It may be easier to get a job when you have a job, but it sure isn’t easier to look for one. Half your energy during a stealth job search goes toward making sure the news doesn’t get back to your current boss before you’re ready to announce it. (In other words: before you’re ready to offer your resignation.)
It’s tricky, but possible, to network your way into a new role without alienating anyone at your present employer. In this week’s roundup, we look at advice on how to pull off an undercover job search, plus how to deal with your chronically late coworker and how to figure out if toxic behavior is holding you back.
It may be easier to get a job when you have a job, but it sure isn’t easier to look for one.
Liz Ryan at Job-Hunt.org: Networking in a Stealth Job Search
“As a stealth job hunter, you can certainly reach out to trusted search people and to friends and colleagues you trust, letting them know that you’re seeking your next opportunity,” Ryan writes. “It is essential to remind these folks that your job search is on the QT.”
That means forgoing some of the usual modern networking techniques, like sharing your search on LinkedIn or posting your resume to a job site. But there are plenty of sneaky ways to get the word out, without having it get back to your boss. Ryan offers this advice on how to do it.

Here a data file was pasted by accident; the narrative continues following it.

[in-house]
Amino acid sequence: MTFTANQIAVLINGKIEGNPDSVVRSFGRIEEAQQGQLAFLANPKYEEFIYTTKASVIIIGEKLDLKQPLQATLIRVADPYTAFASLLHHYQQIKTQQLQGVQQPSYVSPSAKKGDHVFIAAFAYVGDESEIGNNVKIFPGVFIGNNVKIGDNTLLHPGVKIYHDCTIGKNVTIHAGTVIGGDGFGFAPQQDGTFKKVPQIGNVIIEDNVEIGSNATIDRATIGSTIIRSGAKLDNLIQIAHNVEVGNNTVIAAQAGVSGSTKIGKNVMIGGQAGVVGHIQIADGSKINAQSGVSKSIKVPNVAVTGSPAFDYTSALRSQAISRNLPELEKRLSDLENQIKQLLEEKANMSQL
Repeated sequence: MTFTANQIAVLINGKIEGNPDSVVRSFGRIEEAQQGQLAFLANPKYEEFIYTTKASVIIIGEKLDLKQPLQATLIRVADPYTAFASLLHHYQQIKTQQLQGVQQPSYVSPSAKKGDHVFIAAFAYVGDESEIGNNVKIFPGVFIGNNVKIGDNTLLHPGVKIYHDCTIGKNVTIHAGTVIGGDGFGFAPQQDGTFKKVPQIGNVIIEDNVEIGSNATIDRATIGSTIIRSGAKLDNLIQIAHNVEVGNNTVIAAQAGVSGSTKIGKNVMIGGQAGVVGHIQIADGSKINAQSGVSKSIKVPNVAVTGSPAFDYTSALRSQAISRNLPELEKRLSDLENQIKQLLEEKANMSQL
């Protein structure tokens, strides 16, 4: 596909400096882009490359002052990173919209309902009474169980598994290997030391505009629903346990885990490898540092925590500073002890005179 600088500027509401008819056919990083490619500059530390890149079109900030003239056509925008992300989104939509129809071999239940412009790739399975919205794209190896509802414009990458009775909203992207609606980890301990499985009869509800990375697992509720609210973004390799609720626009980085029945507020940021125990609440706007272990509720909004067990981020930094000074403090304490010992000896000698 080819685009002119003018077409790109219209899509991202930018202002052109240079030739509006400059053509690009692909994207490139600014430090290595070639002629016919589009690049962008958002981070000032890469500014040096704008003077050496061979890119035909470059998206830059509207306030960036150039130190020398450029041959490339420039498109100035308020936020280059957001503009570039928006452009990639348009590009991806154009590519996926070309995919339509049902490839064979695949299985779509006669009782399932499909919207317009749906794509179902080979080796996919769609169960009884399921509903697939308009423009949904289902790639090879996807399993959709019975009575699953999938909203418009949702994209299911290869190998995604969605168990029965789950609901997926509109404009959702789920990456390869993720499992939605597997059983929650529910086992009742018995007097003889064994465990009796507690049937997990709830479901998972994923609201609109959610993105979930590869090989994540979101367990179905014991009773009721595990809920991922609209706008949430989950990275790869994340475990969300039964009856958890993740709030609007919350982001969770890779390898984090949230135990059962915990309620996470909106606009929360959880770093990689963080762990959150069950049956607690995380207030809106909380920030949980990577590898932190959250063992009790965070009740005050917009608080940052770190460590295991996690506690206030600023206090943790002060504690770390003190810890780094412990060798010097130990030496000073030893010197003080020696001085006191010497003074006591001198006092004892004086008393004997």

“It’s 3:15 PM. Not a particularly special part of the day, except that your meeting was supposed to start at 3, and Dave isn’t here yet. But you’re not surprised—because Dave is late every single time, often without any explanation or apology,” Wolfe writes. “And you’re pretty over it.”
The trouble is that by dealing with your chronically late coworker in the wrong way—yelling, storming out, etc.—you would turn the situation into a problem with you, not a problem with him. Wolfe’s tips will help you handle things constructively, so that you can get back on track without alienating your colleagues (even the late ones).
Marc Chernoff at Marc and Angel Hack Life: 9 Toxic Behaviors Holding Good People Back
“When you spend a decade working with and coaching thousands of people from around the world, you really can’t help but observe what works and doesn’t work over the long haul,” Chernoff writes. “One thing I’ve learned: It’s not intrinsic characteristics or good fortunes that have the greatest influence on whether or not you’re happy and successful in the end. It’s your behavior.”
You might be extravagantly talented and even lucky, but if you engage in toxic behaviors like blaming others or procrastinating, you’re not going to achieve your potential. Chernoff’s list will help you identify the behaviors that are holding you back, and start getting back on track.
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